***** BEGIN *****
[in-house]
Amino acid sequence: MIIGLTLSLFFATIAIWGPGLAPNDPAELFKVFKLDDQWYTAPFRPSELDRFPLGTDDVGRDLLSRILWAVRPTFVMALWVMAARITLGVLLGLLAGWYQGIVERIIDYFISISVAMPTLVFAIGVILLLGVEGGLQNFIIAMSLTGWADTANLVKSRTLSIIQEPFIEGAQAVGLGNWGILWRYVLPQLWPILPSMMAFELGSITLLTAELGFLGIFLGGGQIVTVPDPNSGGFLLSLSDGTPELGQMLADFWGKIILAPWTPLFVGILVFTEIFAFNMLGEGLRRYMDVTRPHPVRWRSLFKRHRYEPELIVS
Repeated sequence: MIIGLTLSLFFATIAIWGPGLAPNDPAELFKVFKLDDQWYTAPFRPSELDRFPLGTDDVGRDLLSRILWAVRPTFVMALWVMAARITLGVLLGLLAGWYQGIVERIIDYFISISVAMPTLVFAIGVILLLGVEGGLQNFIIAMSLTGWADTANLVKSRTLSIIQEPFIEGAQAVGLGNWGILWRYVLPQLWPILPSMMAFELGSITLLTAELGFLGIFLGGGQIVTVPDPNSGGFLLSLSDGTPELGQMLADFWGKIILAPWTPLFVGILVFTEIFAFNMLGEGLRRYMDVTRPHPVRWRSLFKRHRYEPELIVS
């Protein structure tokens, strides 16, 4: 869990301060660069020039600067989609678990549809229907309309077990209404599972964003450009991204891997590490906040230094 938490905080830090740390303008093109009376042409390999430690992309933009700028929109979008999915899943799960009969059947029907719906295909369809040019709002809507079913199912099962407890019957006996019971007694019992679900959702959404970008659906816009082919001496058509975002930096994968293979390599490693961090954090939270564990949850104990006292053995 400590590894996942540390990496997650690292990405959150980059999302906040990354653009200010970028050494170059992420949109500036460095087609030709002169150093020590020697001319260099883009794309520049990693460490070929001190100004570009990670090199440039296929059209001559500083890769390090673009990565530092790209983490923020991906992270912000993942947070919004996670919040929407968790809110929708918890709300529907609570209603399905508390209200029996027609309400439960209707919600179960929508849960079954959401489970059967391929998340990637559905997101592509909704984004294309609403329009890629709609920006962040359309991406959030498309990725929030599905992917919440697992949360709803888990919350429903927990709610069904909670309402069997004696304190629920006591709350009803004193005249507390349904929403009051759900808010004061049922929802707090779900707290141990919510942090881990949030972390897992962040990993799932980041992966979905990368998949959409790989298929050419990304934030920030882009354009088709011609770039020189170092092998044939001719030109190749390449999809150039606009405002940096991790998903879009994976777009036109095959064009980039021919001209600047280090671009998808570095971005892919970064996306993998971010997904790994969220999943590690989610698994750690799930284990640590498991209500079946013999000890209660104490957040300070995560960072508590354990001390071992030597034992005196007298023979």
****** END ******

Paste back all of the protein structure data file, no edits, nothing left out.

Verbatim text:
[in-house]
Amino acid sequence: MIIGLTLSLFFATIAIWGPGLAPNDPAELFKVFKLDDQWYTAPFRPSELDRFPLGTDDVGRDLLSRILWAVRPTFVMALWVMAARITLGVLLGLLAGWYQGIVERIIDYFISISVAMPTLVFAIGVILLLGVEGGLQNFIIAMSLTGWADTANLVKSRTLSIIQEPFIEGAQAVGLGNWGILWRYVLPQLWPILPSMMAFELGSITLLTAELGFLGIFLGGGQIVTVPDPNSGGFLLSLSDGTPELGQMLADFWGKIILAPWTPLFVGILVFTEIFAFNMLGEGLRRYMDVTRPHPVRWRSLFKRHRYEPELIVS
Repeated sequence: MIIGLTLSLFFATIAIWGPGLAPNDPAELFKVFKLDDQWYTAPFRPSELDRFPLGTDDVGRDLLSRILWAVRPTFVMALWVMAARITLGVLLGLLAGWYQGIVERIIDYFISISVAMPTLVFAIGVILLLGVEGGLQNFIIAMSLTGWADTANLVKSRTLSIIQEPFIEGAQAVGLGNWGILWRYVLPQLWPILPSMMAFELGSITLLTAELGFLGIFLGGGQIVTVPDPNSGGFLLSLSDGTPELGQMLADFWGKIILAPWTPLFVGILVFTEIFAFNMLGEGLRRYMDVTRPHPVRWRSLFKRHRYEPELIVS
């Protein structure tokens, strides 16, 4: 869990301060660069020039600067989609678990549809229907309309077990209404599972964003450009991204891997590490906040230094 938490905080830090740390303008093109009376042409390999430690992309933009700028929109979008999915899943799960009969059947029907719906295909369809040019709002809507079913199912099962407890019957006996019971007694019992679900959702959404970008659906816009082919001496058509975002930096994968293979390599490693961090954090939270564990949850104990006292053995 400590590894996942540390990496997650690292990405959150980059999302906040990354653009200010970028050494170059992420949109500036460095087609030709002169150093020590020697001319260099883009794309520049990693460490070929001190100004570009990670090199440039296929059209001559500083890769390090673009990565530092790209983490923020991906992270912000993942947070919004996670919040929407968790809110929708918890709300529907609570209603399905508390209200029996027609309400439960209707919600179960929508849960079954959401489970059967391929998340990637559905997101592509909704984004294309609403329009890629709609920006962040359309991406959030498309990725929030599905992917919440697992949360709803888990919350429903927990709610069904909670309402069997004696304190629920006591709350009803004193005249507390349904929403009051759900808010004061049922929802707090779900707290141990919510942090881990949030972390897992962040990993799932980041992966979905990368998949959409790989298929050419990304934030920030882009354009088709011609770039020189170092092998044939001719030109190749390449999809150039606009405002940096991790998903879009994976777009036109095959064009980039021919001209600047280090671009998808570095971005892919970064996306993998971010997904790994969220999943590690989610698994750690799930284990640590498991209500079946013999000890209660104490957040300070995560960072508590354990001390071992030597034992005196007298023979």